“15. Welcomes efforts made by the Government of the DRC to combat and prevent sexual violence in conflict, including progress made in the fight against impunity, and calls on the Government of DRC to further pursue its action plan commitments to end sexual violence and violations committed by its armed forces and continue efforts in that regard, noting that failure to do so may result in the FARDC being named again in future Secretary-General’s reports on sexual violence;

“16. Stresses the importance of the Government of the DRC actively seeking to hold accountable those responsible for war crimes and crimes against humanity in the country and of regional cooperation to this end, including through its ongoing cooperation with the International Criminal Court, encourages MONUSCO to use its existing authority to assist the government of the DRC in this regard, and calls on all signatories of the PSC Framework to continue to implement their commitments and cooperate fully with one another and the Government of the DRC, as well as MONUSCO to this end;

“17. Recalls that there should be no impunity for any of those responsible for violations of international humanitarian law and violations and abuses of human rights in the DRC and the region, and, in this regard, urges the DRC, all countries in the region and other concerned UN Member States to bring perpetrators to justice and hold them accountable, including those within the security sector;

“18. Calls on the Government of the DRC to continue to enhance stockpile security, accountability and management of arms and ammunition, with the assistance of international partners, to address ongoing reports of diversion to armed groups, as necessary and requested, and to urgently implement a national weapons marking programme, in particular for State-owned firearms, in line with the standards established by the Nairobi Protocol and the Regional Centre on Small Arms;

“19. Emphasizes the primary responsibility of the Government of the DRC to reinforce State authority and governance in eastern DRC, including through effective security sector reform to allow army, police and justice sector reform, and to end impunity for violations and abuses of human rights and violations of international humanitarian law, and urges the Government of the DRC to increase efforts in this regard, in accordance with its national commitments under the PSC Framework;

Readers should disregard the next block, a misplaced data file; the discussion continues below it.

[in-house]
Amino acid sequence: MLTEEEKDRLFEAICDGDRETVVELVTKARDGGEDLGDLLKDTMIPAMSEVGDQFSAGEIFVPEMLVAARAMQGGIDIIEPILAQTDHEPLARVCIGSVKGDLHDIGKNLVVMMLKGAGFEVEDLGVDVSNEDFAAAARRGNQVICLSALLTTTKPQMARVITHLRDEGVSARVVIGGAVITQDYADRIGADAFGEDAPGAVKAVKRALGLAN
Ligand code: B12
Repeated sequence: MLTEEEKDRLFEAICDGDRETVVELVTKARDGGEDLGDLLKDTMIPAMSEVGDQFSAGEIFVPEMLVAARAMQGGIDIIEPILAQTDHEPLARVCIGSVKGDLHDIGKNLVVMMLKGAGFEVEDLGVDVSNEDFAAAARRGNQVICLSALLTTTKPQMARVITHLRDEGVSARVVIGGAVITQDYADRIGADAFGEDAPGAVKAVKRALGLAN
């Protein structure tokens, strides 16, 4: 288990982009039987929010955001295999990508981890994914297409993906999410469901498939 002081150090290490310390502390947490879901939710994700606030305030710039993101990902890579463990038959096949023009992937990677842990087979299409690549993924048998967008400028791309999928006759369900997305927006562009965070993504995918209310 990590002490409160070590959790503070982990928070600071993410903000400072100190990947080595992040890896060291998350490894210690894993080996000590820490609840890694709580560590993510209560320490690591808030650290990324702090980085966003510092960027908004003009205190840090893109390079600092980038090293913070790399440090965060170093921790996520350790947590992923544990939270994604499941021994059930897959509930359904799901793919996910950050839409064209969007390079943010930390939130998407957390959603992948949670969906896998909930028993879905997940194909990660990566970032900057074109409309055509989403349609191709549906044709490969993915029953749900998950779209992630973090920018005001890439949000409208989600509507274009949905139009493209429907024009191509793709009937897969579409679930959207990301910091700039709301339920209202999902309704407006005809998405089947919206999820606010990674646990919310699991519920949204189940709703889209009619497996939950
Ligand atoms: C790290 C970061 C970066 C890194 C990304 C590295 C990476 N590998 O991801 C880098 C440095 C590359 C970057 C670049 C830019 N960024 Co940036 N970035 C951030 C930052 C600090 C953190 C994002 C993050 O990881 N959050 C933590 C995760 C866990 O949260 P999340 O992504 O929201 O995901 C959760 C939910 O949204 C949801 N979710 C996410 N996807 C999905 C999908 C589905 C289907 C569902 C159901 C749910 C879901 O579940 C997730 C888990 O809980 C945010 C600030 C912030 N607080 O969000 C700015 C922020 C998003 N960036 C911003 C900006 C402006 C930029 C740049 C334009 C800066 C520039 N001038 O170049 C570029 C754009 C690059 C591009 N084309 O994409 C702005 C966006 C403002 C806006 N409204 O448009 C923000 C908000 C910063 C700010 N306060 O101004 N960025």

“20. Urges the Government of the DRC, as well as all relevant parties to ensure an environment conducive to a free, fair, credible, inclusive, transparent, peaceful and timely electoral process, in accordance with the Congolese Constitution, and recalls paragraphs 7, 8, 9 and 10 of resolution 2277 (2016);

“21. Calls upon all States, especially those in the region, to take effective steps to ensure that there is no support, in or from their territories, for armed groups in, or travelling through, the DRC, stressing the need to address the networks of support, the recruitment and use of child soldiers, financing and recruitment of armed groups active in the DRC, as well as the need to address the ongoing collaboration between FARDC elements and armed groups at a local level, and calls upon all States to take steps to hold accountable, where appropriate, leaders and members of the FDLR and other armed groups residing in their countries;

Natural Resources